Alex Smith wants 'letters not numbers' with Redskins

The latter brings stability to Washington after years of uncertainty under Cousins. The Redskins' brass has already preached the move was an upgrade that will help to establish a winning brand, not just put up gaudy statistics.

Ahead of Washington's offseason workouts opening Monday, Smith is already on board with that mantra.

"Letters not numbers, that's kind of the saying," Smith said Wednesday night, via NBC Washington. "Letters are what's important, wins and losses. You can get caught up, especially this day and age with fantasy and all these stats. With that, obviously, there's a balance."

The spin coming from D.C. is predictable.

The Redskins botched the Cousins situation so ineptly they let a young QB walk away after he put up three straight seasons of 4,000-plus yards (including a 4,917-yard 2016) and 25-plus TD passes. Yet for all the impressive plays he made while carrying a team falling apart around him, Cousins could never earn enough victories. He ended his tenure in Washington with a 26-30-1 record and zero playoff wins.

In comes Smith, who has one career 4,000-yard season and one year past the 25-TD mark in 12 NFL seasons (barely inching over those marks last season -- 4,042; 26 -- in his best year). But Smith wins. He has a career 88-62-1 record, including 50-26-0 the past five years in Kansas City, with two career playoff victories.

When a team makes a move that might be unpopular among some fans, like swapping Cousins for Smith, pointing out how much winning the latter has done is a tried-and-true PR method.

"In the end winning is it. Winning is all that does matter. Usually in the end there's a correlation there with good play and with that comes decent numbers usually," Smith said.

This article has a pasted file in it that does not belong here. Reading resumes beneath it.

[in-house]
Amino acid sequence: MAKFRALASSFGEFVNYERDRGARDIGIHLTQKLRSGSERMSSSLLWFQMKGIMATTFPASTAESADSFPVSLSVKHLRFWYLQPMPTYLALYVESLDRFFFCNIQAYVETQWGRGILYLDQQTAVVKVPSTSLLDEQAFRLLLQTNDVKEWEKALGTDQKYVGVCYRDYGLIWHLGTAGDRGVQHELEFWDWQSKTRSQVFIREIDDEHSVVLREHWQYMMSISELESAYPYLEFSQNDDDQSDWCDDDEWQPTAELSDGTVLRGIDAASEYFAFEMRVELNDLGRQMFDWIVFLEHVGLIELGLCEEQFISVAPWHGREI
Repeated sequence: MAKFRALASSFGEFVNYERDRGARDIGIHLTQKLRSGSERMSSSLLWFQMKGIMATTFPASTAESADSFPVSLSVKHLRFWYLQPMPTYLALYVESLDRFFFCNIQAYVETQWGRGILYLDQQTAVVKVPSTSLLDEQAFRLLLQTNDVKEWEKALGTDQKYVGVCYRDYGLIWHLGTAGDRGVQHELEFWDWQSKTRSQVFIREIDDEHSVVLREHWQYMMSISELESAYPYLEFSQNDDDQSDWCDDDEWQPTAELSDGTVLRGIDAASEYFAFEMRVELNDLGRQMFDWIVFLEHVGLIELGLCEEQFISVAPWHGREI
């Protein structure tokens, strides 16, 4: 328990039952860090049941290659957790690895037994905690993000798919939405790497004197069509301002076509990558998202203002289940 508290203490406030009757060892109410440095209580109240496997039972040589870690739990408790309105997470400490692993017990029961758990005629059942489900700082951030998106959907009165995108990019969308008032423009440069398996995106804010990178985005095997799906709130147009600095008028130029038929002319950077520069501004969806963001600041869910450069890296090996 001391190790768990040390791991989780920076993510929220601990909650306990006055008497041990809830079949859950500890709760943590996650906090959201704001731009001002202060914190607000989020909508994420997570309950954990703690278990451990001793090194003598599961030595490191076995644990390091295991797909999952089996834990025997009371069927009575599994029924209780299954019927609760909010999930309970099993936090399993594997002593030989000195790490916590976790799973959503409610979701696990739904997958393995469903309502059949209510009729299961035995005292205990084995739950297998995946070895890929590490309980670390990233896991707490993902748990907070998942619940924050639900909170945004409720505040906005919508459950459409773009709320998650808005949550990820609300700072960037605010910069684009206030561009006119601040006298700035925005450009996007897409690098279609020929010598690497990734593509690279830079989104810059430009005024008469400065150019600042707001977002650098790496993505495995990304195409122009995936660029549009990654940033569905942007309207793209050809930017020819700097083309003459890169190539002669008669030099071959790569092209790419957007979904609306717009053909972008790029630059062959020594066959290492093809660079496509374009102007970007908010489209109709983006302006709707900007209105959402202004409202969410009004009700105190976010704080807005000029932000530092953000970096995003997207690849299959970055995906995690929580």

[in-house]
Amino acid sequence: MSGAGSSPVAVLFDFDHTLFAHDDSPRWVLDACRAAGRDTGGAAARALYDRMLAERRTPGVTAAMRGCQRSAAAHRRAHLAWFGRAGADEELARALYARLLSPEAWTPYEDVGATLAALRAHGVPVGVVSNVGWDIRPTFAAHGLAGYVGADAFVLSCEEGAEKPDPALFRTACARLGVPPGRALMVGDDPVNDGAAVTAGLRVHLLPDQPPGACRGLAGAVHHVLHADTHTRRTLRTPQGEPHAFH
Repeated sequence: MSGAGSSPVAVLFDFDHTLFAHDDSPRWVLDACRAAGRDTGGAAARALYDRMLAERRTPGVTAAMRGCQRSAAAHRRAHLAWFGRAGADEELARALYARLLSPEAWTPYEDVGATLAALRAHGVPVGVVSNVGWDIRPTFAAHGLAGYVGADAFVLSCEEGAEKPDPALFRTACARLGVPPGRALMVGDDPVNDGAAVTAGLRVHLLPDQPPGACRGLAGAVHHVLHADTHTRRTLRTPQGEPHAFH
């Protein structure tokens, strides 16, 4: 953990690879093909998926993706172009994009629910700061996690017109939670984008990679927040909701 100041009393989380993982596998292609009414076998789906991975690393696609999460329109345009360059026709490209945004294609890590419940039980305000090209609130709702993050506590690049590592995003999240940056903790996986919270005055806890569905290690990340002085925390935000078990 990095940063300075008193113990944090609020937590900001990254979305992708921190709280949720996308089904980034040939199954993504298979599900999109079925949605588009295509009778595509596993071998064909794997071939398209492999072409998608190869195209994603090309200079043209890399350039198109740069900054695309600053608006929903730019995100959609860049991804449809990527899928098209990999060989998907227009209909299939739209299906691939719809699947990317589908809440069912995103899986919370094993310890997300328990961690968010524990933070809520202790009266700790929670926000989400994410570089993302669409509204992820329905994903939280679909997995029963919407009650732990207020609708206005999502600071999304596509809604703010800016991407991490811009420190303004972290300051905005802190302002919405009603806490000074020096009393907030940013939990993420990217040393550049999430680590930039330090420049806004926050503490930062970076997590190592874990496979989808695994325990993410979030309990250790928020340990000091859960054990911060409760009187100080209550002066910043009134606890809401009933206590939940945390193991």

We've consistently bashed the #QBWinz crowd in this space because quarterbacks often take too much of the blame in losses and get too much credit in wins. This Redskins situation provides the perfect backdrop for why judging QBs by their win-loss record is a fool's errand.

Cousins played on a team decimated by injury that had zero rushing attack and let its best weapons walk away in free agency last year. Meanwhile, Smith played with Pro Bowlers Tyreek Hill, Travis Kelce, and Kareem Hunt last season. Simply, Smith has enjoyed playing on better teams than Cousins, hence the wins.

To be clear, it's not Smith's fault he's put in the position of touting wins and losses, nor that he'll be compared to Cousins at every turn. He's simply doing his job. The team's message that it will magically improve after importing a stable veteran is the issue at hand. The Redskins have many more improvements outside the quarterback to make to the roster before the winning starts.

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